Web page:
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Look for Automatic Advantages in Adapting to Irresistible Forces

Apr 1, 2008
I was very interested to have a chance to participate in using an airline simulator. In such a huge mock-up of a real plane's cockpit, you operate the controls.

To make life more interesting, there's an instructor who throws all kinds of problems at you such as hurricanes, the loss of some of your equipment, and freezing rain.

But it wasn't those huge problems that impressed me the most. Rather I was impressed by how hard it is to pilot an airliner under normal conditions.

For instance, if you are flying against the jet stream, you are constantly being pushed off course. But if you engage the auto pilot instead of handling things by hand, it all becomes easy.

That's a good example of the advantages you can gain by putting your operations on auto pilot when it comes to adapting to irresistible forces.

The airlines sell a wasting commodity: airline seats. If a seat isn't occupied by a paying customer when the plane takes off, the potential revenue is lost forever.

To combat this wastage, American, United, and some others instituted a system of continuous monitoring a number of years ago when they began offering computer-based reservation systems to travel agents.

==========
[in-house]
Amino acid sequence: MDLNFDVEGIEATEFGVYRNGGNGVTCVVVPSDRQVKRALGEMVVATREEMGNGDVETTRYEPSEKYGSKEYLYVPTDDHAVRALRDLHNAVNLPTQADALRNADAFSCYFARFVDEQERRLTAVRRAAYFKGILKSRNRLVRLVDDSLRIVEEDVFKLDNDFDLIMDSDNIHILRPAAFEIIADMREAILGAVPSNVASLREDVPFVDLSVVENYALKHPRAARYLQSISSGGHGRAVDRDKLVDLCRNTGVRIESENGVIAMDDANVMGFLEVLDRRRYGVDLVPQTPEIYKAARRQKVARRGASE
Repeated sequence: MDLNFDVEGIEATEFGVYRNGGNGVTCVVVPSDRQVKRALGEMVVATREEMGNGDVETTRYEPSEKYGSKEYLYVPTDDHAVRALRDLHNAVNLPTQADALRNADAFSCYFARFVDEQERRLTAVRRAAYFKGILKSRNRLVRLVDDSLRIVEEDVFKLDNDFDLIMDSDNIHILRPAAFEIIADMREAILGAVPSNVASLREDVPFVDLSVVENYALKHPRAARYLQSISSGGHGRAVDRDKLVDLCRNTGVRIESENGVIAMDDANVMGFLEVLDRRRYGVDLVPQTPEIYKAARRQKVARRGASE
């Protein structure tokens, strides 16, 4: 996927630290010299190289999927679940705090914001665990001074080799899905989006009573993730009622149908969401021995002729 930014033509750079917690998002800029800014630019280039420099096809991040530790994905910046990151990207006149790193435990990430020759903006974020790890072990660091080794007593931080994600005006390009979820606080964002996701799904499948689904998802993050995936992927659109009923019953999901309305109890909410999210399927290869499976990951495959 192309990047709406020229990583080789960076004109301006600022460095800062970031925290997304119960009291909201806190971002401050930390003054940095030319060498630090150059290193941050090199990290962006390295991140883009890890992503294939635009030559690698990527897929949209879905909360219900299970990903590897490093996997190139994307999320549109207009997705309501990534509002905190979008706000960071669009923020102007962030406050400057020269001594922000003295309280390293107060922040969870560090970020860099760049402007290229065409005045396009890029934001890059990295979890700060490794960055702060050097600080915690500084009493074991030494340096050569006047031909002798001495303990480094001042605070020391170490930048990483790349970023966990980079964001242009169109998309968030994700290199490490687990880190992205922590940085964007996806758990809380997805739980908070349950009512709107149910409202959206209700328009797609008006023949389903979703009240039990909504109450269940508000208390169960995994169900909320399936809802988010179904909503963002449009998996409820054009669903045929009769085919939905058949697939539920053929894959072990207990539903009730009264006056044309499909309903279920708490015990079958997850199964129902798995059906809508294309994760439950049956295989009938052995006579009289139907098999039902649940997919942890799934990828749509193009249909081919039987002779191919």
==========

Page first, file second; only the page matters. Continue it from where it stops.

These reservation systems greatly eased the travel agents work, but also conferred large advantages upon their airline sponsors.

Originally, the airlines supplying the systems made it easier to book on their flights than on those of competitors. Government action subsequently changed that tactic.

However, the airlines were able to continue to maintain a large base of understanding about the seat-buying market.

They created computer programs that decided minute-by-minute how many seats to offer at different prices and to frequent flyer award users. The profit effectiveness of these decision-making programs is constantly monitored for potential improvements. Programming changes are made to reflect new market trends.

Such a setup is like having a computer not only to pick the best route for the driver, but to also drive the car.

Creating such a system of automatic, intelligent response is obviously taking identification of trends, shifts in trends, and responding to the trends to a higher level of responsiveness.

The key challenge is to constantly revisit the assumptions built into the automatic response to be sure that they are still the "intelligent" alternative.
About the Author
Donald Mitchell is an author of seven books including Adventures of an Optimist, The 2,000 Percent Squared Solution, The 2,000 Percent Solution, The 2,000 Percent Solution Workbook, The Irresistible Growth Enterprise, and The Ultimate Competitive Advantage. Read about creating breakthroughs through 2,000 percent solutions and receive tips by e-mail by registering for free at

http://www.2000percentsolution.com .
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